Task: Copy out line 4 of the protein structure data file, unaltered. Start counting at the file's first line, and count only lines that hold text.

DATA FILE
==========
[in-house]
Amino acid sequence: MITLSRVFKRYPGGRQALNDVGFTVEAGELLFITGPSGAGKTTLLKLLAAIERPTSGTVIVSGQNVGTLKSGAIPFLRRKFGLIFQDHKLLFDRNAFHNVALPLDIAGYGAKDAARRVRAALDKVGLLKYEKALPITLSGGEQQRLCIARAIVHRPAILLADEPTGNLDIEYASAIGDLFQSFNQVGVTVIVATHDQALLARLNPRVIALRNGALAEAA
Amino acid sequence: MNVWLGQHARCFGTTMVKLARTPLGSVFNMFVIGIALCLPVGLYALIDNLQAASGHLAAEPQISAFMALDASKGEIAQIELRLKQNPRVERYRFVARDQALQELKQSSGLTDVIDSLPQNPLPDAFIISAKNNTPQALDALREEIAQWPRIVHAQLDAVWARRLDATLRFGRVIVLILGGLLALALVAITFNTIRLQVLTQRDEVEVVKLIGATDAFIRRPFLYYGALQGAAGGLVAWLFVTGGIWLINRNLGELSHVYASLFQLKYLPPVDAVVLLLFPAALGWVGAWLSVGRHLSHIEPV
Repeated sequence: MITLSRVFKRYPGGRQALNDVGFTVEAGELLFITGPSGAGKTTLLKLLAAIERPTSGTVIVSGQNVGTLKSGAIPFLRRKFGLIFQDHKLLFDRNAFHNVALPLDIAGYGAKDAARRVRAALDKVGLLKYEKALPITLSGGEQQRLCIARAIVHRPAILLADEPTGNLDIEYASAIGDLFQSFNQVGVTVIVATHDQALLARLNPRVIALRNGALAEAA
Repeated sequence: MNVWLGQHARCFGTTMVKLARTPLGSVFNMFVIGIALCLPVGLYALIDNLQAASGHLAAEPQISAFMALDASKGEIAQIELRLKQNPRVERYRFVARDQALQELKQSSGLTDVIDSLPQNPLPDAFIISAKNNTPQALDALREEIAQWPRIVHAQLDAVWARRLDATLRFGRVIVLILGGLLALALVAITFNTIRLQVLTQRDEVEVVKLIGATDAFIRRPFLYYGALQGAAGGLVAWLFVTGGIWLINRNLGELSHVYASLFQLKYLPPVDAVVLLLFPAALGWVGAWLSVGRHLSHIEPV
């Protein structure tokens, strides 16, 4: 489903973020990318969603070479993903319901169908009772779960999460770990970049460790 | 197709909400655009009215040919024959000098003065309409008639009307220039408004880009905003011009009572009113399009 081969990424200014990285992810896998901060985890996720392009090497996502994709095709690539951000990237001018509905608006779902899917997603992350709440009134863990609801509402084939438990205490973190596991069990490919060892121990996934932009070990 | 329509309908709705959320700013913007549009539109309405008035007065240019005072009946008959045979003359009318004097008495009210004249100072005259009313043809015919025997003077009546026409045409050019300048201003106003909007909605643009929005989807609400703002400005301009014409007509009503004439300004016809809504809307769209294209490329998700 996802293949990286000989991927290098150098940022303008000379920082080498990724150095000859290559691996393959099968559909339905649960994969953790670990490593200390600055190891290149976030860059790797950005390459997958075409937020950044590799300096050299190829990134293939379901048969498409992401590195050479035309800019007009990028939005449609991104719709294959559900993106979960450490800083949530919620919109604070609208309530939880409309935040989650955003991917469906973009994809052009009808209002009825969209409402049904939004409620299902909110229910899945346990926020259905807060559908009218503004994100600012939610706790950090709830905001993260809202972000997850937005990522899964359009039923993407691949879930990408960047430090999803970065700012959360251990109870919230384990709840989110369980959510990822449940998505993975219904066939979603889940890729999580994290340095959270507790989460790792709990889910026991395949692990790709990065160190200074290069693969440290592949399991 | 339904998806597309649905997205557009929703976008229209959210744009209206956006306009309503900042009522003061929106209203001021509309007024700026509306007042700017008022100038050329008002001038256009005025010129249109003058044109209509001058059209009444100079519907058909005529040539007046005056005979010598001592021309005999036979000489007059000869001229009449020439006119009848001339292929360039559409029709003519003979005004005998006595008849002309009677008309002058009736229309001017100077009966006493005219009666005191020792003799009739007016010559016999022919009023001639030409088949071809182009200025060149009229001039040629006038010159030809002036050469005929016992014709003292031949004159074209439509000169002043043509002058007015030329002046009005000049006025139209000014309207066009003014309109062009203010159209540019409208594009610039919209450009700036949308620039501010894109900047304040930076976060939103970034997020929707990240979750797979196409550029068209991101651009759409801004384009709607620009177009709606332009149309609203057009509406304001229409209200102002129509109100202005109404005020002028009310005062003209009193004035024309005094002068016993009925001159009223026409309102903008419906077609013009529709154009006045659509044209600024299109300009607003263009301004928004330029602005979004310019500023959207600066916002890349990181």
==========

Repeated sequence: MITLSRVFKRYPGGRQALNDVGFTVEAGELLFITGPSGAGKTTLLKLLAAIERPTSGTVIVSGQNVGTLKSGAIPFLRRKFGLIFQDHKLLFDRNAFHNVALPLDIAGYGAKDAARRVRAALDKVGLLKYEKALPITLSGGEQQRLCIARAIVHRPAILLADEPTGNLDIEYASAIGDLFQSFNQVGVTVIVATHDQALLARLNPRVIALRNGALAEAA